Economics and demographics collide in the presidential contest in Nevada, a swing state that has chosen the winner in the last eight elections beginning in 1980.
The fastest-growing U.S. state over the past decade, Nevada now leads the nation in unemployment and underwater mortgages. That may help Republican Mitt Romney, whose campaign has focused on the slow economic recovery under President Barack Obama. Nevada has six electoral votes and a population of 2.7 million.
It has had the largest demographic shift in a swing state since 2008, led by Latinos. That may work in Obama’s favor. In the last election, Hispanics cast 15 percent of the state’s votes, three-quarters of them for Obama, according to exit-poll data. Now, there are even more Latino voters, according to William Frey, a demographer and senior fellow at the Washington-based Brookings Institution.
“Our state is where two of the big narratives of the campaign come into tension,” said David Damore, an associate professor of political science at the University of Nevada, Las Vegas. “The economic context provides an opportunity for the Republicans, but they are working against demographic trends.”
Frey said the portion of eligible voters who are minorities has gone up 9 percentage points in Nevada since 2008. Still, Obama will have to motivate Latinos and other minorities to vote at the same rate or higher than in the last presidential election if they are to counter what is expected to be a surge in enthusiasm among white Republicans, he said. For those voters, economic concerns are paramount, particularly in Nevada.
Skeletal remains of halted construction projects litter the Las Vegas Strip, and unemployment -- 12 percent in July -- far exceeds the current national rate of 8.3 percent. Obama must convince a recession-weary populace that things are on the right track, says Robert Uithoven, a Reno-based Republican strategist.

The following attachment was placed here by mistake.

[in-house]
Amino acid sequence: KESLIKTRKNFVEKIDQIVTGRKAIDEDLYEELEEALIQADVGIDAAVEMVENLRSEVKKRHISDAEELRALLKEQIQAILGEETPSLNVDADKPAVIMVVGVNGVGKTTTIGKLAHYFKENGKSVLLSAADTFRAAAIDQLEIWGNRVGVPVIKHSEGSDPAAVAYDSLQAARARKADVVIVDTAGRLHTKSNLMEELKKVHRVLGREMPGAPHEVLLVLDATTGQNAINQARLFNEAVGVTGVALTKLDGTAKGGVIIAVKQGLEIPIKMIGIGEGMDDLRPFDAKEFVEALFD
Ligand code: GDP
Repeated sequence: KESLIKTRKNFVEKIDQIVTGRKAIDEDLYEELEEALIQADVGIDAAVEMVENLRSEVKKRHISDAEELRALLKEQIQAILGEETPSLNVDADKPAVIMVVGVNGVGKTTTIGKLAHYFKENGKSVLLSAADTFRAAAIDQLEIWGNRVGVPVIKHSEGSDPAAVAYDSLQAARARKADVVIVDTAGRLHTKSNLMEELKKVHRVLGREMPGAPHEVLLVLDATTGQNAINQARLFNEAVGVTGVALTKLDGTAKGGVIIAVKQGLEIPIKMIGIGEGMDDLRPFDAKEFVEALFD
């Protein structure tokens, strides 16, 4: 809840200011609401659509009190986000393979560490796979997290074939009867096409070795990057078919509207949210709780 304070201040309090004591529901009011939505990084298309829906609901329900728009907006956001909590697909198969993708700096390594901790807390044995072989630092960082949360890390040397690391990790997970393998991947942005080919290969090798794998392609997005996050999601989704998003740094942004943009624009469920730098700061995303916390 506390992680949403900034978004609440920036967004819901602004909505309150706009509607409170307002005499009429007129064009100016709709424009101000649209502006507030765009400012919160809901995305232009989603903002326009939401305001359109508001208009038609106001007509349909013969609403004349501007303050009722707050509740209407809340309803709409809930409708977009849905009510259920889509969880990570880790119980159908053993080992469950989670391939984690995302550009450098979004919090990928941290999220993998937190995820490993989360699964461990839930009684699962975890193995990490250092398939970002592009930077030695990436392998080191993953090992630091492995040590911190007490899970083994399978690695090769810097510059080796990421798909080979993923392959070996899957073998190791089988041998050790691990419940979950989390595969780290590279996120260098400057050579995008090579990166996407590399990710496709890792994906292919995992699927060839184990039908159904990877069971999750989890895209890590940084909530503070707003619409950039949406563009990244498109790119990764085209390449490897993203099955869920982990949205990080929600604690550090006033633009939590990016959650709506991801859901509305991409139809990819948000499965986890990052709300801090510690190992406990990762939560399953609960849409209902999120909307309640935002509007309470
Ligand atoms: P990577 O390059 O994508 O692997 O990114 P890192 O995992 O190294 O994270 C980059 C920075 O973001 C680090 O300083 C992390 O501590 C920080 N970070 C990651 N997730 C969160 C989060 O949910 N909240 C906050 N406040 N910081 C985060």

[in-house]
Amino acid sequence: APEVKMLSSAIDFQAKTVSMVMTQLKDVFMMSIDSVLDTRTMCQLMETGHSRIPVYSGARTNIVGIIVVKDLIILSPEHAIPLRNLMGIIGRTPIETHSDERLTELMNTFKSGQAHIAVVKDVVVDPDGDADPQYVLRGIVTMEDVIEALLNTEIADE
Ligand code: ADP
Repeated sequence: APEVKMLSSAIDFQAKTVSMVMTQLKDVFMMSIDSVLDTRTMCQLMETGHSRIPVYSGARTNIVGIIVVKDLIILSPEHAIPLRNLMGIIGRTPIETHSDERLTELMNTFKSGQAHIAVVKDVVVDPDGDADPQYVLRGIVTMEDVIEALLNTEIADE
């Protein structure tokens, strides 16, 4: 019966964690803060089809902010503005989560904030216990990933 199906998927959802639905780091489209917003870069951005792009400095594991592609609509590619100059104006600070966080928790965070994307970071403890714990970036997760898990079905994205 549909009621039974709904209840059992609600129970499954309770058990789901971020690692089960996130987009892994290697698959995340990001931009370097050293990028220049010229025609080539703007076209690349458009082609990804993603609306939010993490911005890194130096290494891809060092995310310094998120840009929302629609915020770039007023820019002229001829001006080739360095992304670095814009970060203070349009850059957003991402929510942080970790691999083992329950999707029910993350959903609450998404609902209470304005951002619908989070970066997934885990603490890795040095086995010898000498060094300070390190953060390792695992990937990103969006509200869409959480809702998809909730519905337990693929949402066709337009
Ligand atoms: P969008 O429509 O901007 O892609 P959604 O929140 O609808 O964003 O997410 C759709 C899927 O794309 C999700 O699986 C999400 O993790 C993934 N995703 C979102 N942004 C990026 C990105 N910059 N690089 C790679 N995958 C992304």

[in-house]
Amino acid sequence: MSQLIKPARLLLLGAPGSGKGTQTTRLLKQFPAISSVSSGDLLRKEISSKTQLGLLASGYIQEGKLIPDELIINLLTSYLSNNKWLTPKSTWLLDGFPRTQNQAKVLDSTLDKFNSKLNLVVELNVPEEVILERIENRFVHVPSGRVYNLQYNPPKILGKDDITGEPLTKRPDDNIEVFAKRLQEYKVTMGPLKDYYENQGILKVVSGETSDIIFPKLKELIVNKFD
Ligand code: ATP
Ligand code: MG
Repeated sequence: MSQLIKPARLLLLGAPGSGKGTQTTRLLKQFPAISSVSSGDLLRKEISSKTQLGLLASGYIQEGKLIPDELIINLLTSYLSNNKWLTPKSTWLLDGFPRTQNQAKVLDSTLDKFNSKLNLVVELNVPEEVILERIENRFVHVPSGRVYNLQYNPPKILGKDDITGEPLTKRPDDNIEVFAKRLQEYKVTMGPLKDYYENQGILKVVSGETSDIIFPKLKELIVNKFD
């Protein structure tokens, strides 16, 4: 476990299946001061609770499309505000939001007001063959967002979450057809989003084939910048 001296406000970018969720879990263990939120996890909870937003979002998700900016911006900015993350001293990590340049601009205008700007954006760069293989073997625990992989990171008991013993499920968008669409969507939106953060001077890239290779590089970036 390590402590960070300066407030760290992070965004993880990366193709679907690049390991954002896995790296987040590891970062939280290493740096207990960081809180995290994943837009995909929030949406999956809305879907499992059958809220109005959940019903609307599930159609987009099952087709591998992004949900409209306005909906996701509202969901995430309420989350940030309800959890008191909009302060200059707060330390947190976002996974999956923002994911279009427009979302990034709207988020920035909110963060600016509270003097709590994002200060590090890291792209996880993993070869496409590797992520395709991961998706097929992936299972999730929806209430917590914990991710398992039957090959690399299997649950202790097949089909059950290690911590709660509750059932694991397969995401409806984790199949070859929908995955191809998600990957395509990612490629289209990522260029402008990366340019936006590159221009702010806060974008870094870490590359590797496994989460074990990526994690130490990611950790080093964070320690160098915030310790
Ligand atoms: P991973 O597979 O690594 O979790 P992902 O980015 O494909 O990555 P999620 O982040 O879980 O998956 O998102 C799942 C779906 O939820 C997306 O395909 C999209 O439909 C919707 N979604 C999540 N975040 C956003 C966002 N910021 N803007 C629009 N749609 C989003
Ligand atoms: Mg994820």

“If people believe that, they’ll vote for the president and give him a second term,” said Uithoven, whose lobbying clients include Romney backer Sheldon Adelson’s Las Vegas Sands Corp. “If Romney can make the case that he is a job creator and the status quo isn’t working, he’ll win.”
In visits to the state, Obama has touted his efforts to keep student-loan costs down and make refinancing easier for underwater homeowners. He also jabbed Romney for telling the Las Vegas Review-Journal last year that he would let the housing crisis “run its course and hit the bottom.”
“The successful candidate here will give people in Nevada some hope that things are going to get better,” said Dan Hart, a Democratic consultant in Las Vegas.
Obama carried Nevada in 2008 with 55 percent, making the state one of nine that switched from the Republican column in 2004. In 2010, the state re-elected Democratic Leader Harry Reid to the U.S. Senate while choosing the Republican Brian Sandoval as governor over Reid’s son, Rory.
Democrats have a registration advantage in Nevada. Republicans turn out to vote more reliably, including a small, cohesive segment of Mormon voters expected to support fellow church member Romney, said Damore, the UNLV professor.
The Republican National Committee has begun establishing its own “Team Nevada” offices to unify Republican efforts. In May, supporters of Texas Representative Ron Paul’s presidential campaign took control of the state Republican Party and the organization in Clark County, around Las Vegas.
Among Team Nevada’s challenges is courting Hispanics. While Latinos aren’t as enthusiastic about Obama as they were four year ago, they are turned off by Romney’s stance on immigration, Damore says.
“His message has been on the economy and that the economic problems have hit the Latino community hard,” Damore said.